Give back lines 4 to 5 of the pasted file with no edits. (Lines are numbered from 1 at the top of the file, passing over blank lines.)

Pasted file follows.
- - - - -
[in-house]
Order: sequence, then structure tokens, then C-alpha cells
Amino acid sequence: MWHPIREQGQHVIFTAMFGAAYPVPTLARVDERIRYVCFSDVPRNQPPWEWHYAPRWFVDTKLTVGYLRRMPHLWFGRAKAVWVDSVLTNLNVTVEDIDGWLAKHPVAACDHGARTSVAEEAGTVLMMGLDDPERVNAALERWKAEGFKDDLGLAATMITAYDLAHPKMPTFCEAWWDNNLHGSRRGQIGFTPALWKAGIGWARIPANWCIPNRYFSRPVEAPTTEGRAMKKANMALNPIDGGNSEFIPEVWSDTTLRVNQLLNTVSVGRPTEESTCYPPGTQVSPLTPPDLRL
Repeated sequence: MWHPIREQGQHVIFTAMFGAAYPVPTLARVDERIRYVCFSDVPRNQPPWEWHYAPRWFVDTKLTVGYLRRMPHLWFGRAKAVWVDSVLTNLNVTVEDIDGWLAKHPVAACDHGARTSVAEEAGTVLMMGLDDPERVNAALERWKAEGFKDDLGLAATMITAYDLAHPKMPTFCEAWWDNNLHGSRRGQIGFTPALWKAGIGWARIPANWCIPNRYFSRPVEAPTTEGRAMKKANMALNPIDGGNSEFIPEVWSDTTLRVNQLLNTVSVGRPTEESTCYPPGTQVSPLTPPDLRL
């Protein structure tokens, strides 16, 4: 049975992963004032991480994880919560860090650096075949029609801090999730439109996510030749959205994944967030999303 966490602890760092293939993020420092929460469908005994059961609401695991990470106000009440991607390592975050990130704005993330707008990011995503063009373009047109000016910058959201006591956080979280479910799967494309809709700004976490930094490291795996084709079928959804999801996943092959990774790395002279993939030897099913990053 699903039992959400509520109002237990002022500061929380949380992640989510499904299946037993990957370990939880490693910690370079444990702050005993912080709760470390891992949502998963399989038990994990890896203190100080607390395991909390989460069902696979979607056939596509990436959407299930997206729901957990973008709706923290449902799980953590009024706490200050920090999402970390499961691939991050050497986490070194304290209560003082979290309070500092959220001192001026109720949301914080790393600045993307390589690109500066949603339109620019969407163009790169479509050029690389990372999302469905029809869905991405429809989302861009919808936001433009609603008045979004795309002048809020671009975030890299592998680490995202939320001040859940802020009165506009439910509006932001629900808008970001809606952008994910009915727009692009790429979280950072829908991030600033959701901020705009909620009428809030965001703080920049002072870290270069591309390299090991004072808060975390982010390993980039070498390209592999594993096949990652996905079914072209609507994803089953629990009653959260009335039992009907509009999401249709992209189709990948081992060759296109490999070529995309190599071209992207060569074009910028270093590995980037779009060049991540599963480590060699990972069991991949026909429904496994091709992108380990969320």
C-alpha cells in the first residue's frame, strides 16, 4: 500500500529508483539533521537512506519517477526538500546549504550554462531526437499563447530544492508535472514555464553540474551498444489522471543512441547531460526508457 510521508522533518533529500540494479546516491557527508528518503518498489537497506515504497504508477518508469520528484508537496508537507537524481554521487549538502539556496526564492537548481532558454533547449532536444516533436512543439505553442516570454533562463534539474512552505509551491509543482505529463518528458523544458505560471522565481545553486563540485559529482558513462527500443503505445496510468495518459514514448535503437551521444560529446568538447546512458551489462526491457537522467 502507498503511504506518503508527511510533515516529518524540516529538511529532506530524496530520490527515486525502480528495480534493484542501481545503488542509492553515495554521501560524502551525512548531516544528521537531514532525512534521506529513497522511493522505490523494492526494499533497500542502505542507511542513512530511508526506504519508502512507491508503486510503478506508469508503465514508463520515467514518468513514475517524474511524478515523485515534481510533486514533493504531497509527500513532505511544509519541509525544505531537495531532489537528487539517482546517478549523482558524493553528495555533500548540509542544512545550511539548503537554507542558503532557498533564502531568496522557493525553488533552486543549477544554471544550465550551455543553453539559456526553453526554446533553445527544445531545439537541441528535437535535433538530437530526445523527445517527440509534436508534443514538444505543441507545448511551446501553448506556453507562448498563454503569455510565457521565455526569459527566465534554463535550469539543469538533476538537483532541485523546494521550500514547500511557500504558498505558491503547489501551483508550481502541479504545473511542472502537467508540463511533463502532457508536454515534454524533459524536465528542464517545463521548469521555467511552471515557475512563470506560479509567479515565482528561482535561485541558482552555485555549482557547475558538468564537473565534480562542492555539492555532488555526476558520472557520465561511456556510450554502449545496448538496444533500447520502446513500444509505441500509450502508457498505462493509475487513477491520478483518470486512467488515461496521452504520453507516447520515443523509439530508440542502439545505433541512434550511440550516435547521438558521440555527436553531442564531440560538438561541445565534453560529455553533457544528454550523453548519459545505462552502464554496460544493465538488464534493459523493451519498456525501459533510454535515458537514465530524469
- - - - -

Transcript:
Repeated sequence: MWHPIREQGQHVIFTAMFGAAYPVPTLARVDERIRYVCFSDVPRNQPPWEWHYAPRWFVDTKLTVGYLRRMPHLWFGRAKAVWVDSVLTNLNVTVEDIDGWLAKHPVAACDHGARTSVAEEAGTVLMMGLDDPERVNAALERWKAEGFKDDLGLAATMITAYDLAHPKMPTFCEAWWDNNLHGSRRGQIGFTPALWKAGIGWARIPANWCIPNRYFSRPVEAPTTEGRAMKKANMALNPIDGGNSEFIPEVWSDTTLRVNQLLNTVSVGRPTEESTCYPPGTQVSPLTPPDLRL
């Protein structure tokens, strides 16, 4: 049975992963004032991480994880919560860090650096075949029609801090999730439109996510030749959205994944967030999303 966490602890760092293939993020420092929460469908005994059961609401695991990470106000009440991607390592975050990130704005993330707008990011995503063009373009047109000016910058959201006591956080979280479910799967494309809709700004976490930094490291795996084709079928959804999801996943092959990774790395002279993939030897099913990053 699903039992959400509520109002237990002022500061929380949380992640989510499904299946037993990957370990939880490693910690370079444990702050005993912080709760470390891992949502998963399989038990994990890896203190100080607390395991909390989460069902696979979607056939596509990436959407299930997206729901957990973008709706923290449902799980953590009024706490200050920090999402970390499961691939991050050497986490070194304290209560003082979290309070500092959220001192001026109720949301914080790393600045993307390589690109500066949603339109620019969407163009790169479509050029690389990372999302469905029809869905991405429809989302861009919808936001433009609603008045979004795309002048809020671009975030890299592998680490995202939320001040859940802020009165506009439910509006932001629900808008970001809606952008994910009915727009692009790429979280950072829908991030600033959701901020705009909620009428809030965001703080920049002072870290270069591309390299090991004072808060975390982010390993980039070498390209592999594993096949990652996905079914072209609507994803089953629990009653959260009335039992009907509009999401249709992209189709990948081992060759296109490999070529995309190599071209992207060569074009910028270093590995980037779009060049991540599963480590060699990972069991991949026909429904496994091709992108380990969320």